Bendable electronics are nothing new. But that's an old trick. Now scientists have made stretchy circuitry! Engineers have been eyeing on elastic electronics for a long time. With current constraints, it means that most circuits are solid or at best slightly flexible. The possibilities of stretchy circuitry could mean a lot of things, for one, your conductors could stretch to many times their length.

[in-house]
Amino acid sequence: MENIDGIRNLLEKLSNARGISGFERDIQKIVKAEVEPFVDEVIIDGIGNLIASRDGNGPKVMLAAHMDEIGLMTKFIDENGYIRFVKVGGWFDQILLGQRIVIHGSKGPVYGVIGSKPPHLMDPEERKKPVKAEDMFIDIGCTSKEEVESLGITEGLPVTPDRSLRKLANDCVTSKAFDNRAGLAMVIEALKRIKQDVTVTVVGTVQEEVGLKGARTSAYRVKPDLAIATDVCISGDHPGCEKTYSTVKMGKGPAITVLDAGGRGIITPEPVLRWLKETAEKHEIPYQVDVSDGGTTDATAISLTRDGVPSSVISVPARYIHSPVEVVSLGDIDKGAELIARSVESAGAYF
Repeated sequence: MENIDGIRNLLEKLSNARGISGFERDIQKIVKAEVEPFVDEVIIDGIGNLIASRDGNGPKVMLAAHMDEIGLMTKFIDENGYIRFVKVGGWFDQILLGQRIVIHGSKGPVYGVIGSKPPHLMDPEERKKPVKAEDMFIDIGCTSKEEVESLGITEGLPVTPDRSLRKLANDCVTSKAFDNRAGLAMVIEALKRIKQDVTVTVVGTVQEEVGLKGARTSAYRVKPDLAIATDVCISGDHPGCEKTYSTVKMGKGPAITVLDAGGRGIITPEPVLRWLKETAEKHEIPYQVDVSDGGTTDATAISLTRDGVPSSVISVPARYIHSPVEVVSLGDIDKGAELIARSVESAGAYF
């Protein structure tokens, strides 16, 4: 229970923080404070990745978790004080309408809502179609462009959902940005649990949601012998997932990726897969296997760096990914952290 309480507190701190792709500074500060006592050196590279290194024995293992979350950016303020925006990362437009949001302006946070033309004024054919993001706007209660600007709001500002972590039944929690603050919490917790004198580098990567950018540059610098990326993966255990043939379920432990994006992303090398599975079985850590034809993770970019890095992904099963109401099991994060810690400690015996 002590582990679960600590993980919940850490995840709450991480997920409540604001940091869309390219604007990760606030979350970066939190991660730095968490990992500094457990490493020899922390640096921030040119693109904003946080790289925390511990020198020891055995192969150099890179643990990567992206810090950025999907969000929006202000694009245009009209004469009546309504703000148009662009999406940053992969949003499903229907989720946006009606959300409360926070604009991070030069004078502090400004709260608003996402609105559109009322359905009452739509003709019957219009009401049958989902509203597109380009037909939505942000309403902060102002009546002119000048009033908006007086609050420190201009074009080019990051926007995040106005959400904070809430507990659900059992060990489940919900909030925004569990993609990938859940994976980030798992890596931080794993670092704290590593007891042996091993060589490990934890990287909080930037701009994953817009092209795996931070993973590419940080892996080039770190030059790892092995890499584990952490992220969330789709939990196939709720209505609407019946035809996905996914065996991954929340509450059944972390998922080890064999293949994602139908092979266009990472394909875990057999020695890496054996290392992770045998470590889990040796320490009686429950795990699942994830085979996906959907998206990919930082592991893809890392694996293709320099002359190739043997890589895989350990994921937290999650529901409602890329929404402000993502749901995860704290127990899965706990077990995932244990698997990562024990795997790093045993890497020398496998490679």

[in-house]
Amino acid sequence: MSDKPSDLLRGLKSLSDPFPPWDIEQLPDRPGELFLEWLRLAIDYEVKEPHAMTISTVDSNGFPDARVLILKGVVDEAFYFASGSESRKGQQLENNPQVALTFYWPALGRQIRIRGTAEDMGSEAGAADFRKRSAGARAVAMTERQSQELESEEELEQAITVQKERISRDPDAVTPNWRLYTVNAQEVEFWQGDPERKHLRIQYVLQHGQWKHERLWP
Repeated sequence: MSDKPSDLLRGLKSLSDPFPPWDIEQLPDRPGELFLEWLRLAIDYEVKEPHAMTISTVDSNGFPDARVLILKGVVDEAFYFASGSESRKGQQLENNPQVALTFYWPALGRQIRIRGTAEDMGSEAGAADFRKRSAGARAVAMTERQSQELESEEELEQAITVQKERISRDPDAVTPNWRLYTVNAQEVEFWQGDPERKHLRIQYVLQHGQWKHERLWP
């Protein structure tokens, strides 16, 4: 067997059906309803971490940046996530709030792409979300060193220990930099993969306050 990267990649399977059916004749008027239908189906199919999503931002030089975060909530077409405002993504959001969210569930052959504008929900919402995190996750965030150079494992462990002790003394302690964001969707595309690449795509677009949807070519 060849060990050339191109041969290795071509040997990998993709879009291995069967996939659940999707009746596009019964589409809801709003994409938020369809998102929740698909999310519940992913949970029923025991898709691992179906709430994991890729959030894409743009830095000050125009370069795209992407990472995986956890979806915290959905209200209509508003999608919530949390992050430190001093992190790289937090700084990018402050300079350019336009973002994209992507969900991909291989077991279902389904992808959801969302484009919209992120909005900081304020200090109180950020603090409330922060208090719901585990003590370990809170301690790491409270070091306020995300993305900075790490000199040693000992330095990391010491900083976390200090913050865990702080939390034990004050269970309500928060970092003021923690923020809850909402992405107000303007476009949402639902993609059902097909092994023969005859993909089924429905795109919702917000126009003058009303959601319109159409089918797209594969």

But when most conducting materials are stretched, their material properties change, and their conductivity typically drops by factors of tens or hundreds making them pretty much useless.
A team from the McCormick School of Engineering has developed such elasticity with effect by loading a polymer with liquid metal. They took porous polymer material called poly (dimethylsiloxane), that can stretch to many times its original size and placed a liquid metal called EGaIn inside the pores to allow electricity to flow consistently.
The new material, which is discussed in an article in Nature Communications, can stretch to twice its length without any drop in conductivity.